In the past several years we have seem the emerging popularity of a more flexible (less data typing) language called Python. By all accounts, Python appears to be the next contender for a meaningful high school programming language. Python is an interpreted, OOP language. Resources for teaching Python have not reached the quantity and breadth of Java, but they are appearing rapidly. There is some reason to believe that Python could gradually replace Java and C/C++ as the academic high school programming language. But not yet, not if you want to prepare students to write the Advanced Placement exam in the next five years.
For teaching and learning, one extraordinary resource has been the continued development of the Alice graphical 3D programming language, an almost unique advantage if later teaching and learning with Java or other OOP languages. Alice is a toy language that beginning students love and learn well with, but there is a one-to-line correspondence between Alice, which is written in Java, and Java itself; thus Alice conceptually matches the syntax and OOP flavour of Java.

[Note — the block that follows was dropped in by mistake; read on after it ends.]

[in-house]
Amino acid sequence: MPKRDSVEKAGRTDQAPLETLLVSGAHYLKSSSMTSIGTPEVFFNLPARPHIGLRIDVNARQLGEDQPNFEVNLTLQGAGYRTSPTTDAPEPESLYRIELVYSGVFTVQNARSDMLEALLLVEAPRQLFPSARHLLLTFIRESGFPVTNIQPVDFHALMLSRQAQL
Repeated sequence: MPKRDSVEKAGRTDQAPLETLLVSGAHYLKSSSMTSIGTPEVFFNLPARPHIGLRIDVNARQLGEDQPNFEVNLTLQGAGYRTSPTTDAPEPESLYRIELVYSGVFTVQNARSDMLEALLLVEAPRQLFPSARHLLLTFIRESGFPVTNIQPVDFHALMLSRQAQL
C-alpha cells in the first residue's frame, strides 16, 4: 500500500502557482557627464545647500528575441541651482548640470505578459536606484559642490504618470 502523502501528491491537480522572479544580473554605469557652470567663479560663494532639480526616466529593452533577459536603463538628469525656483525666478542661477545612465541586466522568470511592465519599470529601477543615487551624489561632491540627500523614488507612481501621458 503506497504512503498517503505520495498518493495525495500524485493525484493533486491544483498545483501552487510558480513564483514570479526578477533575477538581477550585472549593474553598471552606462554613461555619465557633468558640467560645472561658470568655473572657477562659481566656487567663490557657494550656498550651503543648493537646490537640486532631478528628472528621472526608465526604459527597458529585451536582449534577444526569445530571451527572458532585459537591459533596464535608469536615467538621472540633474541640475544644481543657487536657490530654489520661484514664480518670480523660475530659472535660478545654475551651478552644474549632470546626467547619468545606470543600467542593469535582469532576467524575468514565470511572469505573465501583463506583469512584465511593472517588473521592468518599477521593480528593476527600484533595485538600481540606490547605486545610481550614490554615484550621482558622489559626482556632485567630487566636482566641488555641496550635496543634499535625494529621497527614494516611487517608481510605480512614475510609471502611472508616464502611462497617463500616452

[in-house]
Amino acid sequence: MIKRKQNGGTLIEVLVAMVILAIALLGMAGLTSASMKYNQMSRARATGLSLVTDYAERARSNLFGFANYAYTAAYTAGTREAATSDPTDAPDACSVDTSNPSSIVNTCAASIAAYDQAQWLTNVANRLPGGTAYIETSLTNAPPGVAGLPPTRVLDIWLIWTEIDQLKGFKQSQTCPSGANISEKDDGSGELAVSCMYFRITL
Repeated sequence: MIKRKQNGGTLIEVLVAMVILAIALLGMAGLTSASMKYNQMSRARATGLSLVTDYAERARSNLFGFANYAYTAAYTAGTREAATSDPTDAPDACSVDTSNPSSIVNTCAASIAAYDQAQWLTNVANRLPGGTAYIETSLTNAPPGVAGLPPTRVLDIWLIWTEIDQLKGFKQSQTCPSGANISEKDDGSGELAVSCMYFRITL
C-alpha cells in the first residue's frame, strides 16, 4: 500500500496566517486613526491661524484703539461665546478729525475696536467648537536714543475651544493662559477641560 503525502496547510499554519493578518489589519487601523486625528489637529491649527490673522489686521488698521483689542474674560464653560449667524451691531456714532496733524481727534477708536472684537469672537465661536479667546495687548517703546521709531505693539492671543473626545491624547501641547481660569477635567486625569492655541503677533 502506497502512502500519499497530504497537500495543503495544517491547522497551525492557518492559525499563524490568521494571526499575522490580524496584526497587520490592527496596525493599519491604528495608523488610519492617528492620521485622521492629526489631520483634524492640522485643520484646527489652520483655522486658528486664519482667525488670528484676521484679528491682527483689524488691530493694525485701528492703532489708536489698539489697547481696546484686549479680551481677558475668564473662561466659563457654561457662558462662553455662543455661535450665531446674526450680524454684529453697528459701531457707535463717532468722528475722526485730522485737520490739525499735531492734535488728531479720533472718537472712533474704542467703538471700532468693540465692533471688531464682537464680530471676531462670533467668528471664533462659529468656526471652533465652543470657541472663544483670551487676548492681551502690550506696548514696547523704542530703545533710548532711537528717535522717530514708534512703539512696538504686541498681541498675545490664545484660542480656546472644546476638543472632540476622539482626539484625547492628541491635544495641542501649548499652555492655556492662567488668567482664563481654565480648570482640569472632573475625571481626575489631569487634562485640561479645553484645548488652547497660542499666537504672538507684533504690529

Now we find Oracle providing $2995 online course to teachers for free! (See Oracle Academy Offers Java Courses Gratis To CSTAAB Members!) That is/was a great professional development opportunity for Alberta CSE educators in the winter and spring of 2013.
If I were teaching high school Computer Science today and I was given free reign to decide the language for each course, I would teach a full (5/6 credits) course of Alice in grade 10 and a full course of Java or Python in each of grades 11 and 12.
There are always some students looking for special projects or those who will not prepare for AP or IB examinations. I would offer those students the option to do an assembly programming language course or whichever of Java or Python that they had not yet taken. By the way, an assembly course that I did in fact allow my students to do for extra credit was Bradley Kjell’s Programmed Introduction to MIPS Assembly Language.
Finally, history does not always repeat itself. It may well be that Java will continue to be the most “worthwhile” language for teaching and learning, or at least one such language, for the next decade.
Summary: I give a “subjective rating” of each language below as a measure of features that I personally feel are important in a programming language for teaching and learning in an Alberta high scho0l. If you don’t like my numbers, why don’t you create your own table and then weight each factor according to its importance in your experience?